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Be The Pack Leader will please those who want more a, b, c application along with their theory. He has however, explored further into the realms of psychology and behavioral science, both human and canine, in an effort to better understand the role of dogs and Man and how they interrelate.
Be warned however, if you are looking for a book that deals with dog training, I. It will certainly help you understand your dog better, but it is not a training manual. In this section Cesar deals with the issues of rewards and punishment and talks about various tools one may use when working with a dog: collars, leds, etc.. Cesar also offers practical suggestions for fulfilling the special needs of a specific breed and how answering those needs leads a dog into a more happily balanced calm-submissive state.
Be warned however, Cesar does not let any owner off the hook concerning Exercise, Discipline and Affection. His idea of at least 45 minutes to an hour of active walking twice a day as a primal activity that brings dog and pack leader closer together is paramount. It is amazing how many folks balk at this requirement and can own a dog they have never taken for a walk. A large back yard is nothing but a larger kennel; dogs need to migrate with the pack leader.
They need to get out. The pack leader leads, the dog follows. I personally have been employing this technique and my walks with Callista are becoming more and more a joy. The Balancing Ourselves section is a bit more hard hitting and some may find it a bit threatening. The dogs sensed this imbalance in their master and acted accordingly in aggression toward each other.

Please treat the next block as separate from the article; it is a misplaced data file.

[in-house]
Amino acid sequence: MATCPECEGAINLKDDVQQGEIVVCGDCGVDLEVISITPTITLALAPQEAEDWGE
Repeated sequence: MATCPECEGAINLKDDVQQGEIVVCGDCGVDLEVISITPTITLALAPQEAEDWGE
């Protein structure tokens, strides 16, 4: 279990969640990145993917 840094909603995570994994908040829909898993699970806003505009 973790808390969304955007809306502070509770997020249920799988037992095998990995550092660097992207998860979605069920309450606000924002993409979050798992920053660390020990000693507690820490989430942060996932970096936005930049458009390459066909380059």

It needs to be noted that Cesar makes it clear he is not a human psychologist, but he does indicate that he sees what is obvious and calls it like he sees it.
If I can see it from the distance of television, a dog with hyper-senses surely can. I liked this section of the book the most for a lot of reasons. One in particular was the chapter on how to create positive energy that dogs can read and respond to. Dogs watch us closely seeking clues as to our attitudes, our emotional state. They can pick it up as easily as we can identify the letters in this sentence. Our self-perception is translated into energy: the way we look, carry ourselves and think.
Dogs sense this and act accordingly. They want balance and if we are out of balance with low energy, self-esteem, sad, angry, depressed, impatient, etc. They are our mirrors. To restore balance, the owner needs to address their own negative energy and, in most cases, the dogs remarkably follow suit, not necessarily automatically or without therapy, and eventually return to balance.
There are some seriously amusing observations and anecdotes in this section too. Who the pack leader is seems clear. The Appendix is very helpful and will again please those who need clear direction. As a matter of fact, my wife claims she has also seen a positive change in yours truly as well :-T, my attitudes and energy.
Is Callista perfect? I agree.
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